Leaving for Korea

The cold and rainy weather that dominated the middle of this week has cleared away for a sunny weekend. This won’t matter to me because I’m leaving, on a jet plane, for Korea this evening. We picked up a 2 Gigabyte Memory Stick for the trip so I don’t think we’ll run out of space to store photos. If we do, there’s always the option of burning the data to a CD at a photo shop somewhere.

I’m rather excited for many reasons:

  • I’ve never been to Korea, or anywhere in Asia
  • We are going for two weeks
  • I get to meet Yu Kyoung’s family
  • We might miss a huge belt of rain in Jeju when we’re in Seoul and miss it again when it hits Seoul because we’ll be in Jeju
  • We’re going to be in Seoul for next Korean World Cup match

Koreans are big supporters of football and we’ll be in Seoul for the next Korea match. Unfortunately, it will be at 4am (if my calculations are correct) but luckily we won’t be over jetlag yet and so we’ll probably handle it with no problems.

I hope to be able to post photos while I’m travelling but if not then I’ll revert to my descriptive skills to entertain you.

Amino-Peptides

Olay Regenerist™ lotions are simply amazing. I’ve been reluctantly using lotion for the last few years since I can’t stand the sandpaper dryness that my face has become but it always felt as if the moisture was actually the lotion and once it evaporated then the dryness was back. Amino-peptiudes are different though. I applied the night cream version then went to bed. When I woke up in the morning and gave my face that half rub, half slap morning treatment I suddenly stopped on the first slap. I just couldn’t believe how soft my skin was. I took a shower and when I got out and dried off, it was still soft and moist!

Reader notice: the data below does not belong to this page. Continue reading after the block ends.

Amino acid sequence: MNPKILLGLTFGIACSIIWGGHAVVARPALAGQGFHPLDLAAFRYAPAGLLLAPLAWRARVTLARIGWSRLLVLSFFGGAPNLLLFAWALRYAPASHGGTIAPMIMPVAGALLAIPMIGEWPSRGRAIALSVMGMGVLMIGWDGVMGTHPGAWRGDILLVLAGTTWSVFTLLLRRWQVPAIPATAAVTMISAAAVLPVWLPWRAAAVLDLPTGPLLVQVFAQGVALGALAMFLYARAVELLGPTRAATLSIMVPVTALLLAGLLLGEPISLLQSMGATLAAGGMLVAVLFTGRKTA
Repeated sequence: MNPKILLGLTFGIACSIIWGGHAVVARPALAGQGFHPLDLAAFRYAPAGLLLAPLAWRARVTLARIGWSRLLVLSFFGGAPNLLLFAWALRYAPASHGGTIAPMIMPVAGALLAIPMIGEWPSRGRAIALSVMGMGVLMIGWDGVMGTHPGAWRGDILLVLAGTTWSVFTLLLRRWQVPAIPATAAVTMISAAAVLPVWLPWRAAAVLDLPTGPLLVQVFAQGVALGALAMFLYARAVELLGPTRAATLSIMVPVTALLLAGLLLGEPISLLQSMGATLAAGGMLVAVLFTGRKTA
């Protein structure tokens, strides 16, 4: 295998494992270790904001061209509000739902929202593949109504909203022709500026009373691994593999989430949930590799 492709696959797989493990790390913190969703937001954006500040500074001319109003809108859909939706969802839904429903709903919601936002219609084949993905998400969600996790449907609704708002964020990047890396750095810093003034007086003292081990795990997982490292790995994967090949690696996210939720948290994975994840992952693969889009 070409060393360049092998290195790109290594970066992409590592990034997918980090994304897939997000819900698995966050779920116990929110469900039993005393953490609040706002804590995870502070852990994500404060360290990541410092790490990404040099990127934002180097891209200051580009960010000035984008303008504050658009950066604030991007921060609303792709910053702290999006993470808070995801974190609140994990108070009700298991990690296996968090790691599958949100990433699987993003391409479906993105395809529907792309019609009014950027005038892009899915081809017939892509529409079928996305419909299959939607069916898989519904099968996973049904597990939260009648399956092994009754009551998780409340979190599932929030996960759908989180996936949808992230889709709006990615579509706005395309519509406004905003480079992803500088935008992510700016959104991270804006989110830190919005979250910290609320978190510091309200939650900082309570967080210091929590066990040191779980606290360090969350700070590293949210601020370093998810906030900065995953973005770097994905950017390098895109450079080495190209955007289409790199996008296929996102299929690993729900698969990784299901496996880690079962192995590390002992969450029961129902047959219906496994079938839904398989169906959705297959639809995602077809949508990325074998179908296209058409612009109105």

Immensely impressed, I set about applying it daily from then on. I’ve missed some night applications due to my friend Mr. London Pride and I even skipped one day because I didn’t think I needed it but other than that I’ve become a devout follower of amino-peptides. I’m starting to sound like my mom when she was in her thirties which is a little worrying. I remember aerobics tapes and our healthier eating attempts and they mimic my current life to perfection.

It’s quite sad but I guess this is just another item that firmly confrms me as a metrosexual. More worrying is that I’m writing about lotion on the same day that Michael writes about Krav Maga!

The Start of the World Cup (in High Definition?)

You may know that I’m not a huge sports fan so a post on the topic might be a bit surprising. I don’t follow football regularaly but it’s pretty difficult to not be excited about the World Cup games when you live in any country in the world but the US. Businesses close down. Pubs fill up. Faces are painted. Everyone is wearing sports gear but you’re not surrounded by chavs. Overall it’s just a great time.